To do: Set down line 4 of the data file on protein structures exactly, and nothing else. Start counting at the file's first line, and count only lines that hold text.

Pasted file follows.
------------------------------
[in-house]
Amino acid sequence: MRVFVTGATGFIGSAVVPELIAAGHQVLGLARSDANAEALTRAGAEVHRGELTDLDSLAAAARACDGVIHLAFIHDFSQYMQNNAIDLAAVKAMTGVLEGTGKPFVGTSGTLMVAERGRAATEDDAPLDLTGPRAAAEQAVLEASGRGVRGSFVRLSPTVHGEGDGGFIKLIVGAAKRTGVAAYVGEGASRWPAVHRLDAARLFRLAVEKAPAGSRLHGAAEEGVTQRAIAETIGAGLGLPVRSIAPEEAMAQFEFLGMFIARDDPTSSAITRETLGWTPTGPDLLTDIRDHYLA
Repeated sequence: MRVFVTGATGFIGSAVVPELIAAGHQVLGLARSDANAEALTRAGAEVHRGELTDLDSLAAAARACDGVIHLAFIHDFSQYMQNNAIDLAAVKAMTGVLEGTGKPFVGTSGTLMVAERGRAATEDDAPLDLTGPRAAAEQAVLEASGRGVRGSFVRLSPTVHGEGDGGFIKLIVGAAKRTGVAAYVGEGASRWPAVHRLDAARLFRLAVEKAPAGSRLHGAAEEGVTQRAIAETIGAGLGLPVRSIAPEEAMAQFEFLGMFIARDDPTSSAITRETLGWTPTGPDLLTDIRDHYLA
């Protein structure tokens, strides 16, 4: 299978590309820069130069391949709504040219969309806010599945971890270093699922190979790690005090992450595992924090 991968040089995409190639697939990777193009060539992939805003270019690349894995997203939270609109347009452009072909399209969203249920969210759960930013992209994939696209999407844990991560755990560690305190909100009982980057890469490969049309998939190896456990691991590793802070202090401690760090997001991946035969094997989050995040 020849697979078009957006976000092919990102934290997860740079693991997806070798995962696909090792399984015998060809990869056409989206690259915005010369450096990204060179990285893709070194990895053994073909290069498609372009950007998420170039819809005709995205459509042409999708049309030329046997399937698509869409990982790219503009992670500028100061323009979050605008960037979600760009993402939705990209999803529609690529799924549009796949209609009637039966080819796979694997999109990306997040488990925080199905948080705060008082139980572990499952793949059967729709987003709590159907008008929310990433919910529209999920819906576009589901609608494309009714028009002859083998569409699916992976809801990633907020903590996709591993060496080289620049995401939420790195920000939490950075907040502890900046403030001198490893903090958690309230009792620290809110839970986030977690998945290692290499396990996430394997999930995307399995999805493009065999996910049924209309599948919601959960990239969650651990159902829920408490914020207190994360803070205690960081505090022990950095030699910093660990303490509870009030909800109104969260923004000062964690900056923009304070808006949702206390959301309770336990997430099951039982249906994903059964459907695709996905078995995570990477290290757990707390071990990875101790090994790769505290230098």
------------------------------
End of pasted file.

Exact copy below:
């Protein structure tokens, strides 16, 4: 299978590309820069130069391949709504040219969309806010599945971890270093699922190979790690005090992450595992924090 991968040089995409190639697939990777193009060539992939805003270019690349894995997203939270609109347009452009072909399209969203249920969210759960930013992209994939696209999407844990991560755990560690305190909100009982980057890469490969049309998939190896456990691991590793802070202090401690760090997001991946035969094997989050995040 020849697979078009957006976000092919990102934290997860740079693991997806070798995962696909090792399984015998060809990869056409989206690259915005010369450096990204060179990285893709070194990895053994073909290069498609372009950007998420170039819809005709995205459509042409999708049309030329046997399937698509869409990982790219503009992670500028100061323009979050605008960037979600760009993402939705990209999803529609690529799924549009796949209609009637039966080819796979694997999109990306997040488990925080199905948080705060008082139980572990499952793949059967729709987003709590159907008008929310990433919910529209999920819906576009589901609608494309009714028009002859083998569409699916992976809801990633907020903590996709591993060496080289620049995401939420790195920000939490950075907040502890900046403030001198490893903090958690309230009792620290809110839970986030977690998945290692290499396990996430394997999930995307399995999805493009065999996910049924209309599948919601959960990239969650651990159902829920408490914020207190994360803070205690960081505090022990950095030699910093660990303490509870009030909800109104969260923004000062964690900056923009304070808006949702206390959301309770336990997430099951039982249906994903059964459907695709996905078995995570990477290290757990707390071990990875101790090994790769505290230098």